Un­der­stand­ing the Gem at the Bot­tom of the World.

Passage Maker - - Seamanship -


the leg­endary con­ti­nent be­yond the south­ern tip of a crowded world, still beck­ons and thrills. This white land has never been in­hab­ited, and while re­searchers re­turn ev­ery sum­mer, few stay through the win­ter. For the small-boat ad­ven­turer, the sea­son lasts about three months—De­cem­ber, Jan­uary, and Fe­bru­ary. Get­ting there can be a chal­lenge. Be­tween South Amer­ica and the Antarc­tic Penin­sula stretch 600 miles of Drake Pas­sage, swept fre­quently by ex­treme weather sys­tems spin­ning unim­peded around the globe be­tween lon­gi­tude 50 south and lon­gi­tude 60 south.

Fore­warned, we watched weather trends in Ushuaia, the south­ern­most city in South Amer­ica and the sup­ply port for yachts, as well as cruise ships, bound for Antarc­tica. The har­bor had al­ready been closed to ship­ping twice due to high winds when at last we es­caped south­ward to Puerto Wil­liams, a Chilean Navy base. Our voy­age ap­proved by the navy, we bounced out into the steep chop of a westerly gale in Bea­gle Chan­nel.

The an­chor­age in Bahia Lien­tur on Isla Wol­las­ton looked re­ally good that evening. Then, just be­fore mid­night, the rachas (willi­waws)—the sud­den gusts of wind com­ing down from the moun­tains—changed di­rec­tion and Whale Song, our 94-foot ex­pe­di­tion yacht, be­gan a slow slide down­wind. Our mon­ster wind­lass sounded un­usu­ally short of breath pulling up the chain. As we moved to a new spot, our spot­light showed that we had gained another an­chor—a large rusty Ad­mi­ralty an­chor was locked in a tight em­brace with ours. Since Whale Song carries two anchors, both on 800 feet of chain, we dropped the port an­chor. In the morn­ing light I used a heavy line looped from the bow over this an­tique, slacked our chain and our an­chor slipped free. Winch­ing up the loop brought our trea­sure high un­der the bow where it looked even larger cov­ered with all kinds of al­gae, sea let­tuce, mys­tery sea­weeds, starfish, and myr­iad crabs.

Grant Wil­son, Whale Song’s owner, thought this an­chor a great adorn­ment for his lawn at home, and though its 1,000-pound heft would not have been a chal­lenge for our davit, the ex­tra weight on the bow seemed like a bad idea with the South­ern Ocean ahead of us. Con­sult­ing the Chilean Wol­las­ton Pre­fec­tura Naval solved the prob­lem—they con­curred with our as­sess­ment, and we re­leased the an­tique an­chor in deep wa­ters north of Cape Horn.


Dur­ing three days of pow­er­ing up and down the long and gen­tle swells of Drake Pas­sage, the most ex­cite­ment came from royal al­ba­trosses glid­ing out of the fog as we crossed lon­gi­tude 60 south and en­tered colder seas. The land­fall on King Ge­orge Is­land in the South Shet­lands—the out­liers of the Antarc­tic Penin­sula—was a gray out­line of shore un­der thick, low clouds. On the south side of the Fildes Penin­sula emerged some build­ings—a promi­nent struc­ture of joined con­tain­ers painted vi­cious blue—turned out to be the chapel at the Chilean base, Te­niente Marsh. On a hill nearby stood a to­tally dif­fer­ent house of wor­ship—an Or­tho­dox Rus­sian church built of weath­ered planks, com­plete with three tur­reted onion tow­ers—the sign of the Rus­sian Belling­shausen Base. A helicopter weighted with fuel drums in a net bag made deaf­en­ing runs to the shore from an orange sup­ply ship. Here, in what seemed to be the mid­dle of nowhere, my wife, Nancy, no­ticed a good sig­nal on her cell phone, di­aled her mother, and got her voice­mail. Tech­nol­ogy!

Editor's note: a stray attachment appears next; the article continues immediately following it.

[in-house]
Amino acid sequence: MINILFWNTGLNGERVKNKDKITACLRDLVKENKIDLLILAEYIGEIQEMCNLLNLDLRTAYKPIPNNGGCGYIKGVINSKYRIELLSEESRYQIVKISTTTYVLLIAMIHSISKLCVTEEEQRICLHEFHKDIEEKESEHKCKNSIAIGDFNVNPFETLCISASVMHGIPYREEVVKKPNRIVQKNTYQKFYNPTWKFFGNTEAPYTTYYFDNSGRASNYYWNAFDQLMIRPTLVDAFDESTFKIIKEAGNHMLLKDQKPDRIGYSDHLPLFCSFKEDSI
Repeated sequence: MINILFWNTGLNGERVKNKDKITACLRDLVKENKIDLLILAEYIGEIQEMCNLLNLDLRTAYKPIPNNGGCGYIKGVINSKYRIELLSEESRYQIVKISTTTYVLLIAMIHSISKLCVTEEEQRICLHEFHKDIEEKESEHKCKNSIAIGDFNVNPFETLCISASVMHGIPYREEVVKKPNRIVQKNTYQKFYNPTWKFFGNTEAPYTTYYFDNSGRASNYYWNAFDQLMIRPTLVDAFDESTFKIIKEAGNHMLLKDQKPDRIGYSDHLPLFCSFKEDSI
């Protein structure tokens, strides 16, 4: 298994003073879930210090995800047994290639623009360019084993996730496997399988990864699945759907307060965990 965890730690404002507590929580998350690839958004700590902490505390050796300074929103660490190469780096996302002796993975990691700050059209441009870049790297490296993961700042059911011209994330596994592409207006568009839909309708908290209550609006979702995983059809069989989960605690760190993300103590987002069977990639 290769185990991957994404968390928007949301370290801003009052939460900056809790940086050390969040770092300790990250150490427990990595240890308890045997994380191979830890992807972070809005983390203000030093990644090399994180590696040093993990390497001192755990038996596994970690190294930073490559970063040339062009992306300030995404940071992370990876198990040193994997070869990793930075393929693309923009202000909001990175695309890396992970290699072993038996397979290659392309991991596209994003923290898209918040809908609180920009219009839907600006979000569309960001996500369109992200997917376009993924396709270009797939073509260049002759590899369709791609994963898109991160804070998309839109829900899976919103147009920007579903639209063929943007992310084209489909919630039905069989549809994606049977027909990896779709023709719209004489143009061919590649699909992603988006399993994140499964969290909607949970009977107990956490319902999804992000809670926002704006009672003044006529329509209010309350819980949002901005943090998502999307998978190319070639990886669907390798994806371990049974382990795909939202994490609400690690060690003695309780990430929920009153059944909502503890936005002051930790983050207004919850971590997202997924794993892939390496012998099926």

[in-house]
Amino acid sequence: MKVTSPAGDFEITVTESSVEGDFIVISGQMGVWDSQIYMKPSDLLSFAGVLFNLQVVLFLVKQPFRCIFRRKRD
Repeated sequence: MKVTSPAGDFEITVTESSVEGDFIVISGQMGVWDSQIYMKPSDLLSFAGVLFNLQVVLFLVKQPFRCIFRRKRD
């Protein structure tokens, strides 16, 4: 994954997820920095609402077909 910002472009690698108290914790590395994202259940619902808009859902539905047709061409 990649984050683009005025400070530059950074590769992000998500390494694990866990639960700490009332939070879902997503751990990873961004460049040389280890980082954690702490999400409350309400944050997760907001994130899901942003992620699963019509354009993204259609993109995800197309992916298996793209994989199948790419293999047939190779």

The skies over De­cep­tion Is­land, a de­funct cen­ter of the whal­ing in­dus­try, were bless­edly quiet. As we nav­i­gated Neptune’s Bel­lows—the nar­row chan­nel to Port Fos­ter, a cir­cu­lar caldera of a self-de­struc­ted vol­cano—we were seem­ingly within arm’s length of the bur­gundy red cliffs. Yet we had to keep close to them. Ravn Rock, in the mid­dle of the ap­proach, reaches up within 8½ feet of the sur­face, which is ex­actly the draft of Whale Song. Cape pe­trels, the pin­ta­dos of whalers, wheeled over­head and dot­ted the craggy pin­na­cles above. Snow flur­ries be­gan as we dropped an­chor near the beach in Whalers Bay. Snowflakes floated across the land­scape of large rusty boil­ers, crum­bling sheds, hulks of weath­ered, dou­ble-ended whale boats and crosses lean­ing over graves, lend­ing the scene a mood fit for some sad away-from-home Christ­mas tale. Chin­strap pen­guins, how­ever, cared not a hoot about the bloody past and whale slaugh­ter— they came run­ning up as we landed. To ex­am­ine us closely they turned their heads side­ways as if say­ing, “I’m not that in­ter­ested; you are just like one of us, only four times taller.”

At an­chor a few miles into the caldera, off Pen­du­lum Cove, we could see va­por ris­ing over warm pools. Some of our crew stripped down and rolled in the luke­warm wa­ter like so many white, uhh… dol­phins. Far­ther in­land I ex­plored the hill­side, which grad­u­ally swept up to snow­fields, fire-red rocks pok­ing out here and there. What looked like black sand was solid ice cov­ered with vol­canic dust. Still a vol­canic hotspot, De­cep­tion Is­land has erupted 10 times since 1800, with count­less tremors in be­tween erup­tions. In 1967, an erup­tion rose up in a mon­strous mush­room cloud, ac­cord­ing to our friend, an ice pi­lot who was serv­ing on a Chilean Navy ves­sel at the time. Their ship lay a-hull while their helicopter saved per­son­nel from the Chilean and Bri­tish sta­tions.